“1917” defies odds with ambitious cinematography


Autumn Williams

A graphic displaying the Rotten Tomato critic and audience ratings for “1917.”

Will Shattuck, Staff Writer

Director Sam Mendes ambitiously takes on the reality and horror of World War I with his feature film “1917.” The expertly crafted cinematography creates the illusion of one continuous take, redefining the standards for both war adaptations and one-shot movies. 

The film opens on two young soldiers by the names of Blake, Dean-Charles Chapman, and Schofield, George MacKay, inside the British trenches  in the Western Front of France. Aerial surveillance alerted their captain of the German army’s strategic retreat to the Hindenburg Line to attack a British battalion. In order to relay the message to General Mackenzie, Benedict Cumberbatch, that he needs to call off the attack, the two transverse through no-man’s land: a harrowing wasteland in between enemy lines. The journey begins, and the two soldiers quickly realize that they are a long way from their destination. 

War movies tend to have trite scenes where the antagonist is powering through their obstacles to reach a goal. To avoid this, every step of the soldiers’ journey is cataloged with technique in “1917.” The struggle of the main characters is very personal and up-close, which in turn gives the viewer a brutal perspective of World War I and of those involved.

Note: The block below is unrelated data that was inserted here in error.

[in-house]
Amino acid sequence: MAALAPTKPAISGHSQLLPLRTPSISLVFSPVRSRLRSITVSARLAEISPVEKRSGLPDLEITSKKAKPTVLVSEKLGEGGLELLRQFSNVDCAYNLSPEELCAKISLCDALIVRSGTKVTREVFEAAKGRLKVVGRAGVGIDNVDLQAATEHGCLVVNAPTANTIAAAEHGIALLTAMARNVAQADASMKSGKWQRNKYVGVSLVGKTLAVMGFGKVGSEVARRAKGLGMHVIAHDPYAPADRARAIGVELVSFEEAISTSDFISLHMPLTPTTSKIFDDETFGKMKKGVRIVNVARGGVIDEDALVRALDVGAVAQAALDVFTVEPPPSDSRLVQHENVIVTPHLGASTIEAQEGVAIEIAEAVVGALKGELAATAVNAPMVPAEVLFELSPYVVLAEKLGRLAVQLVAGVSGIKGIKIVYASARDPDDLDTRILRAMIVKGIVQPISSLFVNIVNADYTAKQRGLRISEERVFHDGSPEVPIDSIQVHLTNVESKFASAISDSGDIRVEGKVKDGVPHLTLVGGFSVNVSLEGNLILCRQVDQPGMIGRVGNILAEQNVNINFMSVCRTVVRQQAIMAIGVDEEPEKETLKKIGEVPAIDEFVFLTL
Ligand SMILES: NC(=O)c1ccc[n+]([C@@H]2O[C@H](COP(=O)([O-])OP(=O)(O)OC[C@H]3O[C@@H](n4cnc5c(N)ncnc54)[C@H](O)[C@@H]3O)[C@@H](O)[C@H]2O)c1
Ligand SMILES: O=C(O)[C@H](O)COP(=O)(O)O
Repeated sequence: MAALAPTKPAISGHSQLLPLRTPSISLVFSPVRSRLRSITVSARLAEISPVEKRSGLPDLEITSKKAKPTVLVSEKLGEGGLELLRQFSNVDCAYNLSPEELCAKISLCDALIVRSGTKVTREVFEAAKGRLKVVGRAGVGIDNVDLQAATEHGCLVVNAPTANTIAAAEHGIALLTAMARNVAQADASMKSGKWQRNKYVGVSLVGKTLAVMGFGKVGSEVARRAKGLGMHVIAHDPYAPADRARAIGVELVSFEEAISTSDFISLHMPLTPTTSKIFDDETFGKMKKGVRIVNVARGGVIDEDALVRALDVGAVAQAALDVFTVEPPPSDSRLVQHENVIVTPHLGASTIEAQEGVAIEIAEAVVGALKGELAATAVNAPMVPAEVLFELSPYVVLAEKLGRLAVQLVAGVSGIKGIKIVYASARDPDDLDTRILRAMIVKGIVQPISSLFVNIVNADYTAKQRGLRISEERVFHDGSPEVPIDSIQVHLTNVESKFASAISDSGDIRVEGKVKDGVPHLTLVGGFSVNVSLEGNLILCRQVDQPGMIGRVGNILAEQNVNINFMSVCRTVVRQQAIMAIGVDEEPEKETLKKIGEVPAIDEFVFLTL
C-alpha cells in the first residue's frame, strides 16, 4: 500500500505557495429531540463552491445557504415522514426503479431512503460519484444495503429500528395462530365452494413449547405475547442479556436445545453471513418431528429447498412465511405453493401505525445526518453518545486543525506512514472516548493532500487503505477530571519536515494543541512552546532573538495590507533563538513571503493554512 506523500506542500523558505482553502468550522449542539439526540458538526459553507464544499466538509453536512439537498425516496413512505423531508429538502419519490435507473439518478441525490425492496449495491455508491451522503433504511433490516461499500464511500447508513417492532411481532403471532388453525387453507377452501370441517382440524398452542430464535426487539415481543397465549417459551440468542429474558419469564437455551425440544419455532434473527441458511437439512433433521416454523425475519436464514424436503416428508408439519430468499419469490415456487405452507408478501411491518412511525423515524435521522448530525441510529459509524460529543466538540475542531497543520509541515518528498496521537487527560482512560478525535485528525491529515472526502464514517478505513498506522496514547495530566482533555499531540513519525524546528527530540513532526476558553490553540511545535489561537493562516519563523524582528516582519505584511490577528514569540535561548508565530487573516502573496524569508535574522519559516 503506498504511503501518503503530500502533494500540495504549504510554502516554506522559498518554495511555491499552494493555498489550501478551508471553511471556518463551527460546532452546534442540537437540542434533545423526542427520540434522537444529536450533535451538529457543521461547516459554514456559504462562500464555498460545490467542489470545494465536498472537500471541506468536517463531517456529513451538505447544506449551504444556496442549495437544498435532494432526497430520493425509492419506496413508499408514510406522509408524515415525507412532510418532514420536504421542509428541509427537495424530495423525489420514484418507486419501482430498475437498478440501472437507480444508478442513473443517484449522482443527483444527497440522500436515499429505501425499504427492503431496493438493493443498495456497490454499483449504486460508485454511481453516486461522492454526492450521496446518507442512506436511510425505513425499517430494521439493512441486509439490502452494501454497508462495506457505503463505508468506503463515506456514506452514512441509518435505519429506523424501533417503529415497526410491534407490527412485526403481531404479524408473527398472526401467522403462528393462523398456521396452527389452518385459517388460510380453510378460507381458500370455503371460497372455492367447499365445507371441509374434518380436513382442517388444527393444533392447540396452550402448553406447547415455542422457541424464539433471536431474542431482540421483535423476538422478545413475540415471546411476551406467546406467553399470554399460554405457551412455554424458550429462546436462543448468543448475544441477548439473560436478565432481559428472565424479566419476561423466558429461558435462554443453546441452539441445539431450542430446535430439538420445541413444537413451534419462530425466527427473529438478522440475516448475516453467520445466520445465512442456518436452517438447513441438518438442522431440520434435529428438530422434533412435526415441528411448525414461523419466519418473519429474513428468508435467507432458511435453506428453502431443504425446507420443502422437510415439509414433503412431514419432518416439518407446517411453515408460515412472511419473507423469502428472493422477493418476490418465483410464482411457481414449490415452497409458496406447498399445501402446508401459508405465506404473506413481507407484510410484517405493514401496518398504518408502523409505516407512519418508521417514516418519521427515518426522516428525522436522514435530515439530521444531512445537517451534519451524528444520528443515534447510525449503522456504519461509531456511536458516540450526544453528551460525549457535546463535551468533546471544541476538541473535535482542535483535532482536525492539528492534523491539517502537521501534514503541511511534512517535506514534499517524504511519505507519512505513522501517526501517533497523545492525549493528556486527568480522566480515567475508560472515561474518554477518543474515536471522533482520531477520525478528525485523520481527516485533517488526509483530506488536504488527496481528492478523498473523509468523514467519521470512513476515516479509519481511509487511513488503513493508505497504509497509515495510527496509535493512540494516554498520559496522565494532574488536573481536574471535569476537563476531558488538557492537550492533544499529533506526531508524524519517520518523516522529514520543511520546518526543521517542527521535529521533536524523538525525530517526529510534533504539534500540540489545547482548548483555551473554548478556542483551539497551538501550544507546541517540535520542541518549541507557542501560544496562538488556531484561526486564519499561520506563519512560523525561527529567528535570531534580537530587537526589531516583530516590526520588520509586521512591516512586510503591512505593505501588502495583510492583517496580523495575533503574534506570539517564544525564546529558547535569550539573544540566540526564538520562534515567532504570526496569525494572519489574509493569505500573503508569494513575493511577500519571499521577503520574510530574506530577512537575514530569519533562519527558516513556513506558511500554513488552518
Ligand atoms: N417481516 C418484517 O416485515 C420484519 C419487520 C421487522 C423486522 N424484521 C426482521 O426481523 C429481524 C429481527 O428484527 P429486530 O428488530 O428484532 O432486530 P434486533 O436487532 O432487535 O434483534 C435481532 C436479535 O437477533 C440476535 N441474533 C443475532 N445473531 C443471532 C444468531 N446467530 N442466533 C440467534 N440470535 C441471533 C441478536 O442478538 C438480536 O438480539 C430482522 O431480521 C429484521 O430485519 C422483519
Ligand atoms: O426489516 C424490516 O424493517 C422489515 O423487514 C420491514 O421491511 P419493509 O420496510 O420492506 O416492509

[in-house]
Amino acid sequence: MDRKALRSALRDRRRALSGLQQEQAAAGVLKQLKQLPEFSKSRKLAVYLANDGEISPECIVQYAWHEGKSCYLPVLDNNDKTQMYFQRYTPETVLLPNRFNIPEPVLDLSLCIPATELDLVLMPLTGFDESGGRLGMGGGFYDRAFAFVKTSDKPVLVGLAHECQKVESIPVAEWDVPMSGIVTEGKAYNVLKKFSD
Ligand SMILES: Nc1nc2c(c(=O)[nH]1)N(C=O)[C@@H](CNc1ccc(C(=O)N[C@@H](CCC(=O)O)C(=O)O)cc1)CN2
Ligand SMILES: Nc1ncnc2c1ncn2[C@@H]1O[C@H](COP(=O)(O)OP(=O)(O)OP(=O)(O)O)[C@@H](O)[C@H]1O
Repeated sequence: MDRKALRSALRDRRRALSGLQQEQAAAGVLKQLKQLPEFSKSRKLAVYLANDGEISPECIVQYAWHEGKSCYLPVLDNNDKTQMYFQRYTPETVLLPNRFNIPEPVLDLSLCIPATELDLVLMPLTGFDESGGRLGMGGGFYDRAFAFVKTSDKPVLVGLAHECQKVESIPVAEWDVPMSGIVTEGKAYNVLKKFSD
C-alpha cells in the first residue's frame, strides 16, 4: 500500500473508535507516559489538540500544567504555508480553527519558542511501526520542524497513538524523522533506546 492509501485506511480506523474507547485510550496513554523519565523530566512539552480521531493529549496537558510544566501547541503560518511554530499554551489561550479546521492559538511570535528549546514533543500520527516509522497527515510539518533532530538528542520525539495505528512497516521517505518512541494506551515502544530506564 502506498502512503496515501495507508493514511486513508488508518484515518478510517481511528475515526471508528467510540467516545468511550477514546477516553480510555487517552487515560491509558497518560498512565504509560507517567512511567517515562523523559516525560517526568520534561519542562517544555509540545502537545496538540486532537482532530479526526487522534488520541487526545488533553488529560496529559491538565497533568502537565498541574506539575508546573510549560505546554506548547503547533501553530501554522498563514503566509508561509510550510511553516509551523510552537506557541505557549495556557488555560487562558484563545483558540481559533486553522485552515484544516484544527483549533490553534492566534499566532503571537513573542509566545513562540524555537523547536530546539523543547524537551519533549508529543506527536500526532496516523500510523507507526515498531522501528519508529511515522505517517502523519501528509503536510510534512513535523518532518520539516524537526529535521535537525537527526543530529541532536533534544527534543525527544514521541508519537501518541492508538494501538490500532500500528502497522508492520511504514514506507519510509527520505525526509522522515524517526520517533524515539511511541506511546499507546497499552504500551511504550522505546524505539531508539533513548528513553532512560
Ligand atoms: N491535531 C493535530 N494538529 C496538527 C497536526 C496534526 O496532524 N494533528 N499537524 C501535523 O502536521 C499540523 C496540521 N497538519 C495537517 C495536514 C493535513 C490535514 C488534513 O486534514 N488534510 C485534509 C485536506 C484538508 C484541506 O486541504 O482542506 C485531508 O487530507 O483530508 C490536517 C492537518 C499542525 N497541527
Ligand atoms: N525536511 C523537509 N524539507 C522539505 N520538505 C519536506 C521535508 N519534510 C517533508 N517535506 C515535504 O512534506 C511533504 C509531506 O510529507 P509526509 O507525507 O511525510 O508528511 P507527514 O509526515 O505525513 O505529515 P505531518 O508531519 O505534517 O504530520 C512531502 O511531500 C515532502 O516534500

Another common feature of war movies is the wide landscape shot of the battlefield. While these are usually impressive and often times bring home awards for “Best Picture,” “1917” takes it a step further. Many of the landscape shots throughout the movie are accompanied by moving elements that bring it to life. This includes a scene where large artillery shells fly over a destroyed city, making shadows appear and disappear rhythmically to set an eerie yet elegant tone. 

During the 92nd Academy Awards, the film was nominated for 10 awards and won three of them, including Best Cinematography, Best Visual Effects, and Best Sound Mixing.

“1917” is a cinematic masterpiece that sets the bar much higher for all movies in terms of filming style. Both its fast-paced and excruciatingly slow scenes contribute to an adrenaline-pumping experience for all viewers.